My impression is she is not settled on agnosticism, and that she is willing to reevaluate her faith. She has even indicated a willingness to go to church with me. While I think all that's true, I'm not confident she's in a hurry to reestablish her faith. That leaves our relationship, in my mind, in a kind of limbo. A relationship in limbo is unlikely to last. I either have to conclude the dating relationsip and try to be her friend and, at the same time, help her in the best way I can to reestablish her faith. That's probably the most prudent thing to do. My other option is less prudent - I can commit to an exclusive relationship with her and try, during that time, to help her reestablish her faith. If she doesn't reestablish her faith, then conclude the relationship at that time. However, we've only been dating a short time and we already have feelings for each other. If we continue to date, it will make it that much more difficult to conclude the relationship later. My brain says to end the relationship, but my heart says stay in it and see how things develop.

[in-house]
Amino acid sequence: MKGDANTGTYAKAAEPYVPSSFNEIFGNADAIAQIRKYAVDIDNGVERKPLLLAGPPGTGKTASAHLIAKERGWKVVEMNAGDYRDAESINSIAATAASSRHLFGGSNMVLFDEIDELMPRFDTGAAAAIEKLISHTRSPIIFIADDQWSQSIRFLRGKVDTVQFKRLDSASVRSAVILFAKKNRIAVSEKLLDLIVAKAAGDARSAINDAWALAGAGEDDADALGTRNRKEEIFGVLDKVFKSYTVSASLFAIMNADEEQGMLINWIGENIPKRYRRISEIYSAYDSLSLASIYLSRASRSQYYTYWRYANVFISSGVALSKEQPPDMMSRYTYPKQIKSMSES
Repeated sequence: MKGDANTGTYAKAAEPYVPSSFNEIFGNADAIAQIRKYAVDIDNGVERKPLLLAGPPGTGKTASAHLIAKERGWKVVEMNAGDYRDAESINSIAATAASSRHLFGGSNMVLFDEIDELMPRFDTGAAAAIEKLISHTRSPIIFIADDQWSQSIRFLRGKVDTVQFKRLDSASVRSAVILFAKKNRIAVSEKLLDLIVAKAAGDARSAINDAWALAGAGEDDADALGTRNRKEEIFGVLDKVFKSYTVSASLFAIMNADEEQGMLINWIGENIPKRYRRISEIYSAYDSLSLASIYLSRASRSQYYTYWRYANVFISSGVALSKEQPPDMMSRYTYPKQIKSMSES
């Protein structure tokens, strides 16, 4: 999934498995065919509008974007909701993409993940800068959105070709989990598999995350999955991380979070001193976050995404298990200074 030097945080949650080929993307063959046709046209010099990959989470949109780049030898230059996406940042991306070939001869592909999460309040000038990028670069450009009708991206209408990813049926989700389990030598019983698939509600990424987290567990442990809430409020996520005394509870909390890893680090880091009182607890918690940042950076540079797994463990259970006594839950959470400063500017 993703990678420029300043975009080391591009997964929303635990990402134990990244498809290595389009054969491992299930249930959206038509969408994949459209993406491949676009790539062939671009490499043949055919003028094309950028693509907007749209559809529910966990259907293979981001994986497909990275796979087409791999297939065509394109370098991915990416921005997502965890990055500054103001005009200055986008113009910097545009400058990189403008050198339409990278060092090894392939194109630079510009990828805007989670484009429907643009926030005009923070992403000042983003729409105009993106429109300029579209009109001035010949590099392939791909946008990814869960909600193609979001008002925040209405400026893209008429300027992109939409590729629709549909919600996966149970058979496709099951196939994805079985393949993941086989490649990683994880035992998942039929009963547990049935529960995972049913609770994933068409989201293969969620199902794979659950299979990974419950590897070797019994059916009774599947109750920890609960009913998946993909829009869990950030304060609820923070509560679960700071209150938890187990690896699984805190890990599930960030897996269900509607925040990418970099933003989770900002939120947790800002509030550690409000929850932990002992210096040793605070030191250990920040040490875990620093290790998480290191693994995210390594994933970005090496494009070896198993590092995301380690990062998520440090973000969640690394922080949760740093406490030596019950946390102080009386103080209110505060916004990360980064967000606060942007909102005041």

8. You and Jesus are one! If she doesnt love / approve of Jesus...she will not approve of / love you either. It is all temporal. Listen to your brain!
    nijikon likes this.
  9. John had written his page to the Corinthians because the Corinthian cathedral had been treated by incorrect instructors who were complicated Pauls' reliability and power.
  10. Hey Blane,

    I understand why you feel like a relationship with the girl you're talking about can be a problem for you or your future children. I do not have a lot of experience, but I will tell you about an experience that I have made myself and I hope that I can help you, if at least just a tiny bit.
    I was raised in a not very religious family in Germany. Even though my mom is catholic and my dad is protestant, it still always just meant that they are a member of a local church and that they pay church taxes, that's all. I never believed in God and was actually quite opposed to any religion.